A website devoted to teaching English as a second or foreign language gleans some info from a book titled All-American English
by JL Dillard:EIL/ELF quote of the dayWords and expressions he derives from pidgin include palaver, savvy, buckaroo, vamoose, mosey, lassoo, hooch, hike, dosie dough (as in line dancing, from the French “deux y deux” apparently, always wondered about that one), baloney, hepcat, fly (meaning cool), kick the bucket, joss (as in “joss stick,” from “deus,” the Portuguese for “god”), kick the bucket, wrangler, Davy Jones’s locker, Johnny come lately, caboose, and caboodle, along with the more famous “chop chop” and “look see.” I was even more surprised that comic book Native American speech has some basis in reality, with the pidgin they spoke again being based on naval lingua franca, with the (in)famous “…um” thing apparently deriving from Portuguese.
The book also has an interesting linguistic theory on why so many people thought they had found the long-lost Ten Tribes of Israel:
“The strangeness of the languages they encountered was almost too much for the European travelers and immigrants. They desperately needed to find some trace of the familiar, to be able to interpret the unknown in terms of some known. ... The analogy was slight: Hebrew was strange to the Europeans, ... and the ‘new’ languages were also strange to him--therefore these languages must be like Hebrew.” pg 5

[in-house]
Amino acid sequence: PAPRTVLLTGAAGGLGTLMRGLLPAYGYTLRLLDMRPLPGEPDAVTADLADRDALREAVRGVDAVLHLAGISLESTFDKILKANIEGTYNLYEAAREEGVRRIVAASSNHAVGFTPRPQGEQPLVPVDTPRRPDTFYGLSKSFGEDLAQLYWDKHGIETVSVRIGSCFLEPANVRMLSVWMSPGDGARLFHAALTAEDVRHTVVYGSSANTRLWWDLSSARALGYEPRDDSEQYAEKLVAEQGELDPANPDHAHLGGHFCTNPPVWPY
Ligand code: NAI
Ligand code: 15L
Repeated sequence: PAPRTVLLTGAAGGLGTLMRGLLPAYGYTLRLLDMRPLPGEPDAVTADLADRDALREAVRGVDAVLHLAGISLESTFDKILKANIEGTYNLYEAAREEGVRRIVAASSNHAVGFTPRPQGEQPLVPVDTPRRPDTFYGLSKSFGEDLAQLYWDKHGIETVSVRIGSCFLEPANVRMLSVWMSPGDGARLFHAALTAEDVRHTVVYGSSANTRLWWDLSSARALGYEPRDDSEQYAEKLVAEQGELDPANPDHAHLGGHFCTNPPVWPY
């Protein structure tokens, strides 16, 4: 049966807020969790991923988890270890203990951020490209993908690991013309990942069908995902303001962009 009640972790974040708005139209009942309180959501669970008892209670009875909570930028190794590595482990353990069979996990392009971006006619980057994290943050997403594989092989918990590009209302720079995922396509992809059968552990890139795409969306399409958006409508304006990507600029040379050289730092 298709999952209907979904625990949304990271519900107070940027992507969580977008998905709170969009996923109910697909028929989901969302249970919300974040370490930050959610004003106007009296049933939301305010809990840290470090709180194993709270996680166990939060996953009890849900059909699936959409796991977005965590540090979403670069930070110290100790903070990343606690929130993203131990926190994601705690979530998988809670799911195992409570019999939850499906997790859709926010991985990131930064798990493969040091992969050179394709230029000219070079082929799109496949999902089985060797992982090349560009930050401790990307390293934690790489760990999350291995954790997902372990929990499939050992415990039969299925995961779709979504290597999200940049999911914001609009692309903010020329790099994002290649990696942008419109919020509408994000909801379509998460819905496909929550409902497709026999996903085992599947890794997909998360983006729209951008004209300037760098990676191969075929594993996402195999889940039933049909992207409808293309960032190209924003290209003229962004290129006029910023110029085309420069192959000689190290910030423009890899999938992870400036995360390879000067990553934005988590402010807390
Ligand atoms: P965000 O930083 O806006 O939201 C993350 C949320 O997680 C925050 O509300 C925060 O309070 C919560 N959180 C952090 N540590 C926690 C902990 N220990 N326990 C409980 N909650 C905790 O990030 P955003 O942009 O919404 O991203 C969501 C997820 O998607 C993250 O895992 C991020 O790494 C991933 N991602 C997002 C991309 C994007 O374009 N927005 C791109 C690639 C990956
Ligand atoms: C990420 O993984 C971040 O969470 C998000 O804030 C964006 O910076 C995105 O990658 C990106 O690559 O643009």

Writerfella here --
For his part, writerfella well is familiar with the 'pidgin' English that his older Kiowan relatives spoke as they found themselves adrift in EuroMan's alien American language. Verbs are rarities in Kiowan and what English Kiowas spoke first was couched in Kiowan and then spoken as English, usually leaving out the verbs. Further, though they knew what tobacco was, of course, but the closest they could come to pronouncing the word was 'tah-bot.' The coined Kiowan word for cigarette then became 'tah-bot.' Indian Territory and then Oklahoma Territory was fraught with US Marshals, but the closest Kiowans could come to pronouncing the word was 'Mah-zame.' So, the coined Kiowan word for Marshal or the word concepts for sheriffs or even police became 'Mah-zame.' Interestingly, that word went western tribes-wide and many Native young people of other tribes now use it as slang for 'the cops.' The word even is heard in several documentaries about Wounded Knee 1973.
A humorous story about writerfella's great aunts says that in 1931, they went into a restaurant in Anadarko, OK, for breakfast. They wanted scrambled eggs but didn't know enough English to order that. After several failed attempts to tell the waitress what they wanted, Grandma Kitty Kieve rocked her arms as though she held a child, and said, "Aunh-aunh-aunh, baby!" They got their order...
Thanks for the mention. The interesting theory in the book was not just that Native Americans spoke a pidgin, but that they spoke what was in some ways a decendant of the original pidgin, with words and phrases that could have come directly from China and even from the original lingua franca in the Meditarranean. An old book, and I've no idea if those ideas are long disgraced, but interesting anyway.
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